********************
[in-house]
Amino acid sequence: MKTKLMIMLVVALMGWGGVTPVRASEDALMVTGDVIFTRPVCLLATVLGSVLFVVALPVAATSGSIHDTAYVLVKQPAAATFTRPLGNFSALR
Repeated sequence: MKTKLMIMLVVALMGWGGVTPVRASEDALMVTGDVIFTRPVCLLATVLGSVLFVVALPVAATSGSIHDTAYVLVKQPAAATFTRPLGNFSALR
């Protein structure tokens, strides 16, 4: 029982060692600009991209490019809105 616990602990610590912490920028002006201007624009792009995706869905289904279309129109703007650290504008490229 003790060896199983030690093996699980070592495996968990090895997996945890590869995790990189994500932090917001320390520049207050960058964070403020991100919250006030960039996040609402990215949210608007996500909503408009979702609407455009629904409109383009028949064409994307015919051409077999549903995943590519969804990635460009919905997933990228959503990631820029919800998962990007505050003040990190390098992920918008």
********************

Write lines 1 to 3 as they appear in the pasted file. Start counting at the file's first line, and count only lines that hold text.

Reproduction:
[in-house]
Amino acid sequence: MKTKLMIMLVVALMGWGGVTPVRASEDALMVTGDVIFTRPVCLLATVLGSVLFVVALPVAATSGSIHDTAYVLVKQPAAATFTRPLGNFSALR
Repeated sequence: MKTKLMIMLVVALMGWGGVTPVRASEDALMVTGDVIFTRPVCLLATVLGSVLFVVALPVAATSGSIHDTAYVLVKQPAAATFTRPLGNFSALR